An article published in the Lancet by Dr. Millwood provided conflicting evidence regarding the apparently protective effect of moderate alcohol consumption and cardiovascular risk. Many conventional epidemiological studies have associated moderate alcohol intake with a reduced risk of stroke and coronary artery disease. To assess whether alcohol truly has a protective effect, the authors conducted both a traditional and genetic epidemiological study in an east Asian population.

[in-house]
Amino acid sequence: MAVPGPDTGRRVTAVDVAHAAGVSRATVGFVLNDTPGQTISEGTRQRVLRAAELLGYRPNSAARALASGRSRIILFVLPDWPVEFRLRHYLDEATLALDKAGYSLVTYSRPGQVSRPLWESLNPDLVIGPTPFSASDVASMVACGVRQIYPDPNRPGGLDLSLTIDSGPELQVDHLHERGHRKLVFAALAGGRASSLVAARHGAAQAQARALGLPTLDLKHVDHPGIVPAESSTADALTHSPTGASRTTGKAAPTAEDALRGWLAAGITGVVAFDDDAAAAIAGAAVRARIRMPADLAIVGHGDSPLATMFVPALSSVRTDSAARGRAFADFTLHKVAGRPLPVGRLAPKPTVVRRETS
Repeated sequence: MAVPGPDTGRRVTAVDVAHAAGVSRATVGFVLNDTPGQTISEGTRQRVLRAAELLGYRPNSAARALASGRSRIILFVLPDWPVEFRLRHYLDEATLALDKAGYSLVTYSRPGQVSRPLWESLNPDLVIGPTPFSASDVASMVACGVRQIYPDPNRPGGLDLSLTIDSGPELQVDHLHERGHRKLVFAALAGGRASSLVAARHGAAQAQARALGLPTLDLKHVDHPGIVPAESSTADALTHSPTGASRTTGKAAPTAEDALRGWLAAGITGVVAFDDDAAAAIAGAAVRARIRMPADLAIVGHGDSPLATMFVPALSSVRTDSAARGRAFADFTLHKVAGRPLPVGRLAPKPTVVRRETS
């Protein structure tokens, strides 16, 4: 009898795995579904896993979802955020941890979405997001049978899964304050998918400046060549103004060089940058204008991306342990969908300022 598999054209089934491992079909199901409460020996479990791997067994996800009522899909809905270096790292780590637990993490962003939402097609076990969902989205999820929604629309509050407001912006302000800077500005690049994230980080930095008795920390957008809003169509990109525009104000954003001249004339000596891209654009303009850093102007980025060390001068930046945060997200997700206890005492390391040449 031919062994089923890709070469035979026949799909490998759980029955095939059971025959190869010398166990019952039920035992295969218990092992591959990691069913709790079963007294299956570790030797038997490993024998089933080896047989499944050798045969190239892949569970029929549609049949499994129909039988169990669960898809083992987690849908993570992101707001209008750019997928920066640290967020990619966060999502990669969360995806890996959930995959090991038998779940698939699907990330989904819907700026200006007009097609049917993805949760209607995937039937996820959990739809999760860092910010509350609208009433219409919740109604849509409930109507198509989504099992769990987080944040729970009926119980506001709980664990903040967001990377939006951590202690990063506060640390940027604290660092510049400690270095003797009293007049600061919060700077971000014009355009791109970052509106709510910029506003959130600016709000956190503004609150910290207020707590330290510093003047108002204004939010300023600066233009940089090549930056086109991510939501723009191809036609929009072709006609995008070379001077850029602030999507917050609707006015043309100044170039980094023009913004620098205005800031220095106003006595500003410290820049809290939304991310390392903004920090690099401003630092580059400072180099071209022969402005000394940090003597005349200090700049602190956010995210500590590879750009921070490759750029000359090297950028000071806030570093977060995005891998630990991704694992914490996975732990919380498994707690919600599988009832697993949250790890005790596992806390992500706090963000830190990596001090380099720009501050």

East Asian flushing syndrome is a condition characterized by severe flushing with minimal alcohol consumption. This occurs as a result of a buildup of acetaldehyde due to abnormal alcohol metabolism. The China Kadoorie Biobank was a 10-year prospective cohort study that enrolled 512,715 adults between June 25, 2004 and July 15, 2008. Alcohol intake, among other characteristics, were collected at baseline. Additionally, 161,498 patients were genotyped for two variants that affect alcohol metabolism (ALDH-rs671 and ADH1B-rs1229984). The authors assessed the risk of alcohol (both self-reported and with genotype-predicted mean alcohol intake) and the occurrence of ischemic stroke, intracerebral hemorrhage, myocardial infarction and coronary heart disease. The genotype-predicted mean alcohol intake was calculated based on a patient’s genotype for the two genes as well as their study area and is independent of an individual’s drinking habits. The authors noted that the study focused on males as the proportion of females who reported that they consumed alcohol was very low.